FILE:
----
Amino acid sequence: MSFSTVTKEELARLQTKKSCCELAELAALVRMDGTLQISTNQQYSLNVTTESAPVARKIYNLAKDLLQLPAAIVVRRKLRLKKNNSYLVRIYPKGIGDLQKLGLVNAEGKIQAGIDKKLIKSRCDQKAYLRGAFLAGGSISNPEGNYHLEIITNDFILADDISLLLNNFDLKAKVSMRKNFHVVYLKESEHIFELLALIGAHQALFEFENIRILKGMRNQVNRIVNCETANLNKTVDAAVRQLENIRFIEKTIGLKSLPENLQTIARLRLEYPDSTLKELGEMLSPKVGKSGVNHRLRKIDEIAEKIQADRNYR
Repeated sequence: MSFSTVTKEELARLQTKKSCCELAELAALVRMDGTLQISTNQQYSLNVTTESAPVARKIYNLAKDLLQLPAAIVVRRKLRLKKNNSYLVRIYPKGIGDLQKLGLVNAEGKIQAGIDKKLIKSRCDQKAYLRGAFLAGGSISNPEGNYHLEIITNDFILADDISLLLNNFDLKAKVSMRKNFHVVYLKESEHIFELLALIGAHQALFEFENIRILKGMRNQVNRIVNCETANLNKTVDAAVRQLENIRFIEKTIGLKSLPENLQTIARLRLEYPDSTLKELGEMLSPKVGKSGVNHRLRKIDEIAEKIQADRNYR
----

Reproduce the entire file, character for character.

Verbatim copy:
Amino acid sequence: MSFSTVTKEELARLQTKKSCCELAELAALVRMDGTLQISTNQQYSLNVTTESAPVARKIYNLAKDLLQLPAAIVVRRKLRLKKNNSYLVRIYPKGIGDLQKLGLVNAEGKIQAGIDKKLIKSRCDQKAYLRGAFLAGGSISNPEGNYHLEIITNDFILADDISLLLNNFDLKAKVSMRKNFHVVYLKESEHIFELLALIGAHQALFEFENIRILKGMRNQVNRIVNCETANLNKTVDAAVRQLENIRFIEKTIGLKSLPENLQTIARLRLEYPDSTLKELGEMLSPKVGKSGVNHRLRKIDEIAEKIQADRNYR
Repeated sequence: MSFSTVTKEELARLQTKKSCCELAELAALVRMDGTLQISTNQQYSLNVTTESAPVARKIYNLAKDLLQLPAAIVVRRKLRLKKNNSYLVRIYPKGIGDLQKLGLVNAEGKIQAGIDKKLIKSRCDQKAYLRGAFLAGGSISNPEGNYHLEIITNDFILADDISLLLNNFDLKAKVSMRKNFHVVYLKESEHIFELLALIGAHQALFEFENIRILKGMRNQVNRIVNCETANLNKTVDAAVRQLENIRFIEKTIGLKSLPENLQTIARLRLEYPDSTLKELGEMLSPKVGKSGVNHRLRKIDEIAEKIQADRNYR